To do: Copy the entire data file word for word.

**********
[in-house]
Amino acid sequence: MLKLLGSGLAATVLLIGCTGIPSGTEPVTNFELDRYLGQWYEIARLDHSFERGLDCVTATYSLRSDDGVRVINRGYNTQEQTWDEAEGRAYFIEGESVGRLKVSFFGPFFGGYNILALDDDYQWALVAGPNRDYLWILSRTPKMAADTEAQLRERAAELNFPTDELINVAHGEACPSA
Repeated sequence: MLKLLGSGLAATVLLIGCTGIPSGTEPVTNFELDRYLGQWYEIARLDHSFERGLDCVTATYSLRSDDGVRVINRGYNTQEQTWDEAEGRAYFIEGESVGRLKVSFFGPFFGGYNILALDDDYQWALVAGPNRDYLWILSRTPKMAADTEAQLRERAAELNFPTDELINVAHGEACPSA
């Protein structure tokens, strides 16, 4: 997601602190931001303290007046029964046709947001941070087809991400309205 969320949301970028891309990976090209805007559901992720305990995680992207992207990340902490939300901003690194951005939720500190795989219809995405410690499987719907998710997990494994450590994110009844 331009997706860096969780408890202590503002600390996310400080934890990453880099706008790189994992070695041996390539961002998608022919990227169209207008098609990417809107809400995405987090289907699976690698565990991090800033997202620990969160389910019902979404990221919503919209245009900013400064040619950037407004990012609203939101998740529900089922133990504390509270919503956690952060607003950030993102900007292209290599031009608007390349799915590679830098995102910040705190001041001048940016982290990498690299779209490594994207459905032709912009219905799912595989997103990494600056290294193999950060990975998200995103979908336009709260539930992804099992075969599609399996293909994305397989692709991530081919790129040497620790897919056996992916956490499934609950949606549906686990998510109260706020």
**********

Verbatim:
[in-house]
Amino acid sequence: MLKLLGSGLAATVLLIGCTGIPSGTEPVTNFELDRYLGQWYEIARLDHSFERGLDCVTATYSLRSDDGVRVINRGYNTQEQTWDEAEGRAYFIEGESVGRLKVSFFGPFFGGYNILALDDDYQWALVAGPNRDYLWILSRTPKMAADTEAQLRERAAELNFPTDELINVAHGEACPSA
Repeated sequence: MLKLLGSGLAATVLLIGCTGIPSGTEPVTNFELDRYLGQWYEIARLDHSFERGLDCVTATYSLRSDDGVRVINRGYNTQEQTWDEAEGRAYFIEGESVGRLKVSFFGPFFGGYNILALDDDYQWALVAGPNRDYLWILSRTPKMAADTEAQLRERAAELNFPTDELINVAHGEACPSA
């Protein structure tokens, strides 16, 4: 997601602190931001303290007046029964046709947001941070087809991400309205 969320949301970028891309990976090209805007559901992720305990995680992207992207990340902490939300901003690194951005939720500190795989219809995405410690499987719907998710997990494994450590994110009844 331009997706860096969780408890202590503002600390996310400080934890990453880099706008790189994992070695041996390539961002998608022919990227169209207008098609990417809107809400995405987090289907699976690698565990991090800033997202620990969160389910019902979404990221919503919209245009900013400064040619950037407004990012609203939101998740529900089922133990504390509270919503956690952060607003950030993102900007292209290599031009608007390349799915590679830098995102910040705190001041001048940016982290990498690299779209490594994207459905032709912009219905799912595989997103990494600056290294193999950060990975998200995103979908336009709260539930992804099992075969599609399996293909994305397989692709991530081919790129040497620790897919056996992916956490499934609950949606549906686990998510109260706020």